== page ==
But before there was any question of court proceedings being taken to enforce the tapes hand-over, the Moloney/McIntyre book, based on the words of a dead man, constituted a journalistic hand grenade hurled into contemporary Six County politics.
The explosion has not merely taken place during election campaigns, north and south of the border, it has also taken place in an unusually heightened period of loyalist emotion. We have already had the anniversary of the signing of the Ulster Covenant swearing to resist the introduction of Home Rule and this year's centenary commemoration of the Larne gun-running. Taken with the effect of the flags controversy stemming from restrictions on flying the union flag in the Six Counties, Dublin’s lack of initiative, and the failure of the Haass mission, the North already felt as though a continuous twelfth of July snake-headedness was in progress.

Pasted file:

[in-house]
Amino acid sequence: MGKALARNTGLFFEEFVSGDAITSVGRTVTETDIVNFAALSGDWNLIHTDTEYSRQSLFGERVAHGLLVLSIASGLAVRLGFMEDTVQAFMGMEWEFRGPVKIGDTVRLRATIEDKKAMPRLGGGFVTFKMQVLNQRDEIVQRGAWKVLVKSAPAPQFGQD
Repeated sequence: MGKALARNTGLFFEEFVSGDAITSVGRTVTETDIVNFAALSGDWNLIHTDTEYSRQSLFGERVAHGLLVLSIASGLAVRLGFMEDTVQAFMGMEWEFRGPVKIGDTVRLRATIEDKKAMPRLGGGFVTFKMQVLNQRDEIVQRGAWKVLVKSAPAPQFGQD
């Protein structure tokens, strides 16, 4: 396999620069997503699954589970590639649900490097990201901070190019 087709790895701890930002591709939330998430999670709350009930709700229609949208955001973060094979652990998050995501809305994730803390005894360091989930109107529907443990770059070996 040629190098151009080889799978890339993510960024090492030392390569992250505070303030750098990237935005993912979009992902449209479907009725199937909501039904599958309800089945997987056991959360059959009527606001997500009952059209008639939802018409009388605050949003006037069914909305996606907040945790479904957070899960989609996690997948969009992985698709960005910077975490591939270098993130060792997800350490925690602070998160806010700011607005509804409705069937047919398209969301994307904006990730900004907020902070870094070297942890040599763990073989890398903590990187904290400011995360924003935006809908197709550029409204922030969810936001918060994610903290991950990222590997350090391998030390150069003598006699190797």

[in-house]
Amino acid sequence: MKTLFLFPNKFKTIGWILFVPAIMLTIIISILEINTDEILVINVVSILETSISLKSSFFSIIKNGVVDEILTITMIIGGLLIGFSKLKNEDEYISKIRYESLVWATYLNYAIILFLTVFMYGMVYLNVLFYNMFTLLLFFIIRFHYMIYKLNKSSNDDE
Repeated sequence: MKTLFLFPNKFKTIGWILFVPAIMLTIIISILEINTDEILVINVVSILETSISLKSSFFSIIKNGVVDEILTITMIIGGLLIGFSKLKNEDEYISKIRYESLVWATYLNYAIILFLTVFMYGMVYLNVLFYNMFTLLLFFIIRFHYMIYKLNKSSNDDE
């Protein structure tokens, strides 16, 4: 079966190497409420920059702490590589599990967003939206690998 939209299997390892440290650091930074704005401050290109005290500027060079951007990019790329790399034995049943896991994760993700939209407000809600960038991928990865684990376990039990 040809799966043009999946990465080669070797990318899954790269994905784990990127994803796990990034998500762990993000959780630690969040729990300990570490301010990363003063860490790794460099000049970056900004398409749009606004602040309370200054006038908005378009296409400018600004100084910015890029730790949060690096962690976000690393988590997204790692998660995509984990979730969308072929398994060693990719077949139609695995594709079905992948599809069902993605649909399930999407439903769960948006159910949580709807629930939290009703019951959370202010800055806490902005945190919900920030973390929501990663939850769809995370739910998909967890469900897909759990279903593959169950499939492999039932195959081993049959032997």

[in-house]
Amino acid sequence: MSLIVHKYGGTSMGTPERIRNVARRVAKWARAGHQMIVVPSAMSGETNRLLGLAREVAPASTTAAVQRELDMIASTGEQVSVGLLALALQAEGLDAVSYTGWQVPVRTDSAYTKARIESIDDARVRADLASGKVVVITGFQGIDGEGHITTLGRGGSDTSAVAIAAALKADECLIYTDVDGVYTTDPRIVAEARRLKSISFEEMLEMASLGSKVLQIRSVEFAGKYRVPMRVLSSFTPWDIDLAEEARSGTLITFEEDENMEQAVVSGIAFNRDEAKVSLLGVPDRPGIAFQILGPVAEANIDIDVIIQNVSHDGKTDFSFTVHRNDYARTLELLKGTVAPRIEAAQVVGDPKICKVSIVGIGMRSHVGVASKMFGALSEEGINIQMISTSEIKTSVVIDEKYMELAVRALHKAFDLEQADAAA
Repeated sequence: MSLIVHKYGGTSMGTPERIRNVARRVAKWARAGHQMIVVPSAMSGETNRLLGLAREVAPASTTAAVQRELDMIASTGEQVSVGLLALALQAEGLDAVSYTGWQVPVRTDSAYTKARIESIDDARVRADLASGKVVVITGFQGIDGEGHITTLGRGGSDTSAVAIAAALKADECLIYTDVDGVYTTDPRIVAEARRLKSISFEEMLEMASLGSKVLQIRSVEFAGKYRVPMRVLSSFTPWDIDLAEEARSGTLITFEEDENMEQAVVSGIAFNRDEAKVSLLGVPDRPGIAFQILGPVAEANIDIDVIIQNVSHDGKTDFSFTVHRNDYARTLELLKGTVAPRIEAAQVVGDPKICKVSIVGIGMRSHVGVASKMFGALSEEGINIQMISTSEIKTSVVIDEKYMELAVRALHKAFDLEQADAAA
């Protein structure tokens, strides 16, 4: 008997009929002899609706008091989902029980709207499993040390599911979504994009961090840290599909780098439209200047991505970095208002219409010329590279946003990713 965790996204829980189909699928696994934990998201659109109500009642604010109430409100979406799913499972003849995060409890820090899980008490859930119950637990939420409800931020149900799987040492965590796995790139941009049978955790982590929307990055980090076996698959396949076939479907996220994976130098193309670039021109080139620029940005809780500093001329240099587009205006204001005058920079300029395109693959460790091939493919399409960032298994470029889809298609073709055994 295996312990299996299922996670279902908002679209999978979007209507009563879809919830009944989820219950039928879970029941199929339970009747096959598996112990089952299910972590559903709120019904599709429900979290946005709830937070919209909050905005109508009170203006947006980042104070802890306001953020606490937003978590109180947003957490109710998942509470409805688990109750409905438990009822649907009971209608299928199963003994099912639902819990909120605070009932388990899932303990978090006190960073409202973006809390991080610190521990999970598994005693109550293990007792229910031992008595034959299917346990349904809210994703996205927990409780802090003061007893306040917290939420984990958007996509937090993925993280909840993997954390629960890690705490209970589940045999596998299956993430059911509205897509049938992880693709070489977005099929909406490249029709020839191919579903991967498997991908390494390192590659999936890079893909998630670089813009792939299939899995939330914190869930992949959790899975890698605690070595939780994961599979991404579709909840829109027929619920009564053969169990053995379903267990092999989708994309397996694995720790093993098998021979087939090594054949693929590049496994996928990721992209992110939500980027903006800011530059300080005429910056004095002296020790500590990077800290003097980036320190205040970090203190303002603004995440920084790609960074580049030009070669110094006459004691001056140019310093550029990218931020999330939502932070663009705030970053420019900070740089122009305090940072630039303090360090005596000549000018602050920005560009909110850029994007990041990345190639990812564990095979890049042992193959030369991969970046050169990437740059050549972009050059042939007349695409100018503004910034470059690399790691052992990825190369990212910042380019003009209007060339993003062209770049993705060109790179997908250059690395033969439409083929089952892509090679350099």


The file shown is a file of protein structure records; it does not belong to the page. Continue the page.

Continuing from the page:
The black ops swoop on Adams was part of a larger scene – probably masterminded by Belfast and London securocrats – and it has heightened tensions. The depressing scene needs to be alleviated by the addition of some counter-balancing figures from the Irish American world.
The peace process is in trouble.
Tim Pat Coogan is Ireland’s best- known historian who has written many best sellers including definitive biographies on Michael Collins and Eamon De Valera and on the IRA.